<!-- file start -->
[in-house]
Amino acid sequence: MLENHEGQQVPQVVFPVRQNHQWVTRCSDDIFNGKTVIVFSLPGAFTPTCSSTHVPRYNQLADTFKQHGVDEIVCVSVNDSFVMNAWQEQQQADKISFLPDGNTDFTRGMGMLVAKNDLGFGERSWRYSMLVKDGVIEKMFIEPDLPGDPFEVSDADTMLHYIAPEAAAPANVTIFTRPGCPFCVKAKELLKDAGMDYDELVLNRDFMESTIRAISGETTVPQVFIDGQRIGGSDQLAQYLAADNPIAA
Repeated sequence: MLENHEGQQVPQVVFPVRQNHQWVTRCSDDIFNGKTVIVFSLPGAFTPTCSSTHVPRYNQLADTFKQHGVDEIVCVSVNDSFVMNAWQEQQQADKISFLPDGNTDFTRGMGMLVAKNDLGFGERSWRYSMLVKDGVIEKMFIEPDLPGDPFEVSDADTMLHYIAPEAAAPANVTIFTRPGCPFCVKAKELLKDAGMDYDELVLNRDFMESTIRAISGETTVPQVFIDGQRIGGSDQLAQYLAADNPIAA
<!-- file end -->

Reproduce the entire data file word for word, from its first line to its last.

[in-house]
Amino acid sequence: MLENHEGQQVPQVVFPVRQNHQWVTRCSDDIFNGKTVIVFSLPGAFTPTCSSTHVPRYNQLADTFKQHGVDEIVCVSVNDSFVMNAWQEQQQADKISFLPDGNTDFTRGMGMLVAKNDLGFGERSWRYSMLVKDGVIEKMFIEPDLPGDPFEVSDADTMLHYIAPEAAAPANVTIFTRPGCPFCVKAKELLKDAGMDYDELVLNRDFMESTIRAISGETTVPQVFIDGQRIGGSDQLAQYLAADNPIAA
Repeated sequence: MLENHEGQQVPQVVFPVRQNHQWVTRCSDDIFNGKTVIVFSLPGAFTPTCSSTHVPRYNQLADTFKQHGVDEIVCVSVNDSFVMNAWQEQQQADKISFLPDGNTDFTRGMGMLVAKNDLGFGERSWRYSMLVKDGVIEKMFIEPDLPGDPFEVSDADTMLHYIAPEAAAPANVTIFTRPGCPFCVKAKELLKDAGMDYDELVLNRDFMESTIRAISGETTVPQVFIDGQRIGGSDQLAQYLAADNPIAA